(1) 'Whether the Tribunal was right in holding that the trust deed dated 15th December, 1941, executed by the assessee was a valid and proper trust in favour of the assessee's daughter.'

(2) ' If the answer to question No. 1 be in the affirmative whether income from the trust properties was taxable in the hands of the assessee as his income, by virtue of the provisions of Section l6(l) (c) of the Indian Income-tax Act.

2. No argument has been addressed to us which would suggest that the trust deed of 15th December, 1941, was not a valid and proper trust in favour of the assessee's daughter. The document is annexed to the case and it is in the ordinary form of an out and out trust on the English model. The settlor settles certain property on him self as trustee to hold the property in trust for the beneficiary who is his daughter. There is an out and out divesting and there is no power of revocation and the settlor does not retain any right whatsoever over the property either the corpus or the income. The deed provides that the trustee is to take possession and after paying outgoings he has to pay the income of the trust estate to his daughter Aloka during the term of her natural life for her sole and separate use. There are provisions as to how the income is to be dealt with on the death of Aloka. But it is to be observed that the settlor retains no control whatsoever over that income and has no right to it.

3. The argument before the Appellate Tribunal and before us is that by reason of Clause (3) in particular of this deed the settlor has retained control over the income and therefore it must be regarded as his income for the purposes of taxation. Reliance is placed on Section 16(1)(c) and the first proviso thereto of the Indian Income-tax Act. That section in so far as it is material is as follows:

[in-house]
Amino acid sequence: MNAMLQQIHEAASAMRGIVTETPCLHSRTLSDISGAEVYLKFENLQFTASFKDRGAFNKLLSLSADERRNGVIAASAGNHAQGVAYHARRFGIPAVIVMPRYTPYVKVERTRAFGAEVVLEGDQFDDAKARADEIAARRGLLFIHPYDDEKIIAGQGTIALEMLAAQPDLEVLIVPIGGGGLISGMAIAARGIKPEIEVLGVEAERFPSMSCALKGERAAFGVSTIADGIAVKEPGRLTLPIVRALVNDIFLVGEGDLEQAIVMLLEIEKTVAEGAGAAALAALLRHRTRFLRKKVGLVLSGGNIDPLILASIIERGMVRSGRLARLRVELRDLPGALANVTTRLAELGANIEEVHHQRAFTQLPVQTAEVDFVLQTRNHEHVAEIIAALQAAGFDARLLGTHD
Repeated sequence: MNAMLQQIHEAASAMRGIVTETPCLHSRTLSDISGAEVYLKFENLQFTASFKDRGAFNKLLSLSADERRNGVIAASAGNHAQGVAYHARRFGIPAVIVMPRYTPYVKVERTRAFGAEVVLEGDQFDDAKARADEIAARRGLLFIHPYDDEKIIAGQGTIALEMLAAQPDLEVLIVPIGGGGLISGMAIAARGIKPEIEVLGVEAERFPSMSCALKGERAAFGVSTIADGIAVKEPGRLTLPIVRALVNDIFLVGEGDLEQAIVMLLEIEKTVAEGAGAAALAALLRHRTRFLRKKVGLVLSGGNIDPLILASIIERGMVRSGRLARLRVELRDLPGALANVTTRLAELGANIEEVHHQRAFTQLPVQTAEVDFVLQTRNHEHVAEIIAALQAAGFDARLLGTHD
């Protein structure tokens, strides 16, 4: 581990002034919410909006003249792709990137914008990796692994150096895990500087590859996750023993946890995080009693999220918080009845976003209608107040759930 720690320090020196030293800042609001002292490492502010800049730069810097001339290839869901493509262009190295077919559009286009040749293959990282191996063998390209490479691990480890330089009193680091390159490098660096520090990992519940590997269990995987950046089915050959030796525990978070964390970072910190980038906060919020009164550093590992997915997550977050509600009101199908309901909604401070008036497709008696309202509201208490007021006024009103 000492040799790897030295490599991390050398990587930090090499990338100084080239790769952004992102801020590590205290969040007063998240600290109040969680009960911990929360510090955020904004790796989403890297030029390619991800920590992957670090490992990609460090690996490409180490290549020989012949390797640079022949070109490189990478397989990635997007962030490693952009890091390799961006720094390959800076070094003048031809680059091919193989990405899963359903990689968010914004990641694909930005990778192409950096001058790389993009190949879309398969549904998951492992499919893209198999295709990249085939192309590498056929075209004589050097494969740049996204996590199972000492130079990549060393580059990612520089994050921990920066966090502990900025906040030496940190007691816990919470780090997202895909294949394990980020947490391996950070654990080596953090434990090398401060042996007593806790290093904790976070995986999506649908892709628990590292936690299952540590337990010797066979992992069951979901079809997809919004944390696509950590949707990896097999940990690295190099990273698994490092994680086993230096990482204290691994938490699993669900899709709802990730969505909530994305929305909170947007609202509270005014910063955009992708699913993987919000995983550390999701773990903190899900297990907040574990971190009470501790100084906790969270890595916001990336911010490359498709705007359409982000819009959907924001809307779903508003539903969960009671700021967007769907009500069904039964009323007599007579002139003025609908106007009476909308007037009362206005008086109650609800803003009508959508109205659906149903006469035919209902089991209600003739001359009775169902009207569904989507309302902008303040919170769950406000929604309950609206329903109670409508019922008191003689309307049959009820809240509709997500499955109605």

In computing the total income of an assessee-

* * * *

(c) all income arising to any person by virtue of a settlement or disposition whether revocable or not, and whether effected before or after the commencement of the Indian Income-tax (Amendment) Act, 1939, from assets remaining the property of the settlor or disponer, shall be deemed to be income of the settlor or disposer, and all income arising to any person by virtue of a revocable transfer of assets shall be deemed to be income of the transferor:

Provided that for the purposes of this clause a settlement, disposition or transfer shall be deemed to be revocable if it contains any provision for the retransfer directly or indirectly of the income or assets to the settlor, disponer or transferor, or in any way gives the settlor, disponer or transferor a right to reassume power directly or indirectly over the income or assets.